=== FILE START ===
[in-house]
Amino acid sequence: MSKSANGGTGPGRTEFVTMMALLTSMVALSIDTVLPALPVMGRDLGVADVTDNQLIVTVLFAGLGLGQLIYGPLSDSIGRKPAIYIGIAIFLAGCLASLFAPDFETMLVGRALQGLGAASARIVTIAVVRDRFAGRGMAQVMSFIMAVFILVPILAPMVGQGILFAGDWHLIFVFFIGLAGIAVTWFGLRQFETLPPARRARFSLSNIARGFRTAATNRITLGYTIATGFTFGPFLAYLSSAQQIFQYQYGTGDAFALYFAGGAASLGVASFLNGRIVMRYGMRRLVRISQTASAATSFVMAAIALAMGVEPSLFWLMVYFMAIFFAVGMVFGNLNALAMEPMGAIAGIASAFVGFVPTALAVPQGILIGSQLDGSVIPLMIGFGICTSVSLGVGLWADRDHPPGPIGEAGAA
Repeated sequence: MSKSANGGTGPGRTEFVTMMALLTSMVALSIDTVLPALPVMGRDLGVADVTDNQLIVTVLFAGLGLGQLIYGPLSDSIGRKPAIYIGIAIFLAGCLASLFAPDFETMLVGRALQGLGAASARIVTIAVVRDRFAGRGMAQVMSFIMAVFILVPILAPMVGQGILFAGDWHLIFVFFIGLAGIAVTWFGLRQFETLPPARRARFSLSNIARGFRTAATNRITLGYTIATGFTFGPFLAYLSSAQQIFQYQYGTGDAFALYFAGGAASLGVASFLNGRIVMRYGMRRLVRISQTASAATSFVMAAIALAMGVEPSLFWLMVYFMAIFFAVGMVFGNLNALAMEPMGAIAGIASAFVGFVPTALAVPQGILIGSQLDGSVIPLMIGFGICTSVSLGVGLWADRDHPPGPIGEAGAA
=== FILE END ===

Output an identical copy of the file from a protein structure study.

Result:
[in-house]
Amino acid sequence: MSKSANGGTGPGRTEFVTMMALLTSMVALSIDTVLPALPVMGRDLGVADVTDNQLIVTVLFAGLGLGQLIYGPLSDSIGRKPAIYIGIAIFLAGCLASLFAPDFETMLVGRALQGLGAASARIVTIAVVRDRFAGRGMAQVMSFIMAVFILVPILAPMVGQGILFAGDWHLIFVFFIGLAGIAVTWFGLRQFETLPPARRARFSLSNIARGFRTAATNRITLGYTIATGFTFGPFLAYLSSAQQIFQYQYGTGDAFALYFAGGAASLGVASFLNGRIVMRYGMRRLVRISQTASAATSFVMAAIALAMGVEPSLFWLMVYFMAIFFAVGMVFGNLNALAMEPMGAIAGIASAFVGFVPTALAVPQGILIGSQLDGSVIPLMIGFGICTSVSLGVGLWADRDHPPGPIGEAGAA
Repeated sequence: MSKSANGGTGPGRTEFVTMMALLTSMVALSIDTVLPALPVMGRDLGVADVTDNQLIVTVLFAGLGLGQLIYGPLSDSIGRKPAIYIGIAIFLAGCLASLFAPDFETMLVGRALQGLGAASARIVTIAVVRDRFAGRGMAQVMSFIMAVFILVPILAPMVGQGILFAGDWHLIFVFFIGLAGIAVTWFGLRQFETLPPARRARFSLSNIARGFRTAATNRITLGYTIATGFTFGPFLAYLSSAQQIFQYQYGTGDAFALYFAGGAASLGVASFLNGRIVMRYGMRRLVRISQTASAATSFVMAAIALAMGVEPSLFWLMVYFMAIFFAVGMVFGNLNALAMEPMGAIAGIASAFVGFVPTALAVPQGILIGSQLDGSVIPLMIGFGICTSVSLGVGLWADRDHPPGPIGEAGAA